If you’re planning on shooting things like wildlife, birds, sports, or motor racing, the A99 is a fantastic choice for capturing clear, vibrant details—even in low light. While there’s no denying that this is a high-end camera, the unique autofocus system makes it worth the expense. The A99 II replaced the A99 and is a far superior camera, with almost a 100 percent increase in resolution and a vastly improved AF system. 

The A99 also makes use of a 42.4MP full-frame back-illuminated sensor, shooting at 12fps and 4K video. A five-axis stabilization system is also included, giving your sharper photos and reducing camera shake. It’s a high-quality camera that would suit professional use, with a rugged, weather-sealed body and compatibility with all of Sony’s a-mount lenses.

Resolution: 42.4MP | Sensor Type: Full-frame | Max ISO: 25600 | Optical Zoom: 1x | Connectivity: WiFi, NFC

Best High-End: Canon EOS-1D X Mark III

What We Like
  • 20fps continuous shooting speed

  • 4K video at 60fps

  • New Smart Controller feature makes AF a breeze

What We Don't Like
  • Very high price point

  • No tilting LCD screen

If only the best will do, don’t miss the Canon 1D X Mark III. With top-of-the-line features and a price tag to match, the Mark III is squarely aimed at professionals or hobbyists with the expertise to use this camera to its full potential. While the 20.1MP full-frame CMOS might not seem amazing, the camera’s true power can be found in its huge ISO range, fast processing, and AF controls—giving you professional, jaw-dropping photos and video.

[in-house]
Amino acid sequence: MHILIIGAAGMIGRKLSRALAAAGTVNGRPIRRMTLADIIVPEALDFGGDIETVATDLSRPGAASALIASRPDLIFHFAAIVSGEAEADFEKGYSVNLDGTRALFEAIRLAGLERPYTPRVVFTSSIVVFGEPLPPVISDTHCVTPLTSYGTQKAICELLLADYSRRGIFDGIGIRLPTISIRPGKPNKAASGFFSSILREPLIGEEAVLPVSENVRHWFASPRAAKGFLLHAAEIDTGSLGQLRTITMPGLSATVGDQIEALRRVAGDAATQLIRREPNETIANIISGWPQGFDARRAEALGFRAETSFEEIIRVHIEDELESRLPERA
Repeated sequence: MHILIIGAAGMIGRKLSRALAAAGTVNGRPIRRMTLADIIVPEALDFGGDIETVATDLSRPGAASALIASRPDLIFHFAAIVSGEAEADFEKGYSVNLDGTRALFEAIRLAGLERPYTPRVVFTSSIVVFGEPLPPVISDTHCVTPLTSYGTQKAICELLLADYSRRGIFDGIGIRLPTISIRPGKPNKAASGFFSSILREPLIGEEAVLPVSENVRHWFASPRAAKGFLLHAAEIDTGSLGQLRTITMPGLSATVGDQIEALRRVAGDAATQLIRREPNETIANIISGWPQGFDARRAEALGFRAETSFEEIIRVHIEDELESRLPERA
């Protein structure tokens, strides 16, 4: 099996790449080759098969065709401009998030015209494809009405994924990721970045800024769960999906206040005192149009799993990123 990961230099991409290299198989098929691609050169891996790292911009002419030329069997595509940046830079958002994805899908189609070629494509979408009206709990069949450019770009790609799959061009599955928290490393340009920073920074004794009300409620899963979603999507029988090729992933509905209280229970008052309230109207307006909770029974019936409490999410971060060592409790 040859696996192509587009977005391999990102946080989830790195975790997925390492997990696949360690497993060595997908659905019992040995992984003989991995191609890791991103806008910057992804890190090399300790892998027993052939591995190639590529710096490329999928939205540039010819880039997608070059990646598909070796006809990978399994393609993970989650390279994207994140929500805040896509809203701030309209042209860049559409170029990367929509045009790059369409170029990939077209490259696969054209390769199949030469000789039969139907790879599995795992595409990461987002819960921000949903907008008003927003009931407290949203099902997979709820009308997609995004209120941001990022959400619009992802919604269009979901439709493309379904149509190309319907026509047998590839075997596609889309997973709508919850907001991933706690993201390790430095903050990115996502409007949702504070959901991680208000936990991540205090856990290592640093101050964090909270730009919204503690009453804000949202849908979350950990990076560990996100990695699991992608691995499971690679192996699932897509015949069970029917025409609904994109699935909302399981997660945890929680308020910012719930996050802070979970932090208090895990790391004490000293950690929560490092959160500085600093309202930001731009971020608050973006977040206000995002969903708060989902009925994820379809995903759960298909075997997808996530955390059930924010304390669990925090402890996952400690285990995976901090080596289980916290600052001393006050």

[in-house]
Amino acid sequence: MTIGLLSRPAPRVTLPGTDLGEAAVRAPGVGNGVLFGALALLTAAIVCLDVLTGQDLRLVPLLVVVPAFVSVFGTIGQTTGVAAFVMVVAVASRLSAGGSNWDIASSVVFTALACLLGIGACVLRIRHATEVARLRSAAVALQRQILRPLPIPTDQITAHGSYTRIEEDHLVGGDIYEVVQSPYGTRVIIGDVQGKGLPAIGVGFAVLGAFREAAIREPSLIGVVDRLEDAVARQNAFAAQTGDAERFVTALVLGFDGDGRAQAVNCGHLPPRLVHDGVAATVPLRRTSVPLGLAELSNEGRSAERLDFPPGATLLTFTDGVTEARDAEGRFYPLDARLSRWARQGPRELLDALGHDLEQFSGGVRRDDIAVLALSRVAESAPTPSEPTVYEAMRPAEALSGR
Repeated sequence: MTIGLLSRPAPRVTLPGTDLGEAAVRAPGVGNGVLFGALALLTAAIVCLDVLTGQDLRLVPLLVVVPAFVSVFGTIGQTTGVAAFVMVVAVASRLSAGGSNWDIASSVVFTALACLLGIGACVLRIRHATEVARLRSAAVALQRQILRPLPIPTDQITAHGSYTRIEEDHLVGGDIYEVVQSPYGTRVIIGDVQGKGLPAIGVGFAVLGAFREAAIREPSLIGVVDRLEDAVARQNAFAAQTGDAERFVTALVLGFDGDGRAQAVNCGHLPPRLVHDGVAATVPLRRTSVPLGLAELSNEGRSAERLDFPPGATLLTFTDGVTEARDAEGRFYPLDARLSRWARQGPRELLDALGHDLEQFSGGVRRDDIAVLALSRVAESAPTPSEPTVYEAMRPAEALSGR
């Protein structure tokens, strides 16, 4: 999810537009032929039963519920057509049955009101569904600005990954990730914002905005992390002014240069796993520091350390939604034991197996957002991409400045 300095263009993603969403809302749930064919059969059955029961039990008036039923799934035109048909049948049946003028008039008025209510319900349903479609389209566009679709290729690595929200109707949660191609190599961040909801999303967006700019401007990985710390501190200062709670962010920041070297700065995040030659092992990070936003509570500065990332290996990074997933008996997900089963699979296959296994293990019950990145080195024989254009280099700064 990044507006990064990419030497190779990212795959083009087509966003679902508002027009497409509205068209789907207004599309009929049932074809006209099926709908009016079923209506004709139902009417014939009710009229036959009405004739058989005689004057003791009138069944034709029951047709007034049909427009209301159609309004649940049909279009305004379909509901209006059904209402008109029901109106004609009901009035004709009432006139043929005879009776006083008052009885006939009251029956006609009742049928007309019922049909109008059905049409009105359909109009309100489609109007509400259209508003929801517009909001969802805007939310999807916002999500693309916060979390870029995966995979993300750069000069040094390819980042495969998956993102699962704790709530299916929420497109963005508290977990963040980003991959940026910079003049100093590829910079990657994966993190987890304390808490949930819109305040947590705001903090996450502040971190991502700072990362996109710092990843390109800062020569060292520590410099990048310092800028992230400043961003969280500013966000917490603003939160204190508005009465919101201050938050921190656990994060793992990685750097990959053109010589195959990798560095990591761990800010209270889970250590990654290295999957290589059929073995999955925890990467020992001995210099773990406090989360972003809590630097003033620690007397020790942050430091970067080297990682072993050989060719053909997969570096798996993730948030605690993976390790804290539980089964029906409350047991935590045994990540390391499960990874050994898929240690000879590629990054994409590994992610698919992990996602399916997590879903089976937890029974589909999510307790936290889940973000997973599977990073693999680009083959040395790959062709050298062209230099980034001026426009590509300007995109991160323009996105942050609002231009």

This camera has an ISO range of 100 to 102,400, an absolutely huge range that allows for beautiful, crisp photos in just about any conditions you can imagine. It also has cutting-edge software to support intelligent autofocus across a 191-point AF array. Action photographers will love the 20fps continuous shooting capabilities and the Smart Controller mode, which makes it easier than ever to set your autofocus points.

For videographers, shoot 4K video at up to 60fps or 5.5K RAW video files. It’s all powered by a Digic X processor, one of the fastest in the industry. The Mark III is a powerful, versatile camera that we don’t think will disappoint—once you try it out, it might be hard to shoot with anything else.

Resolution: 20.1MP | Sensor Type: Full-frame | Max ISO: 102400 | Optical Zoom: Not specified | Connectivity: WiFi, Bluetooth

The Canon 1D X Mark III is a favorite with professionals, for good reason: this full-frame beauty can capture just about any shot with ease, once you master the controls.” — Katie Dundas, Tech Writer

Best Medium Format: Pentax 645Z

Pentax 645Z
What We Like
  • Captures high levels of detail

  • Affordable for this category

  • Capable of HD video

What We Don't Like
  • Slow continuous shooting speeds

  • Bulky design

If you’re shopping for a medium format DSLR like the Pentax 645Z, you probably know that these cameras are specialized, known for their ability to capture extremely detailed images with accurate color. This camera isn’t made for action photography or video—with a low shooting speed, it’s better suited to product, fashion, and landscape photography.

If you plan to print your photos, medium format cameras offer the kind of high resolution that doesn’t lose its quality at large sizes. Although medium format cameras are pricey, the 645Z is one of the most affordable out there.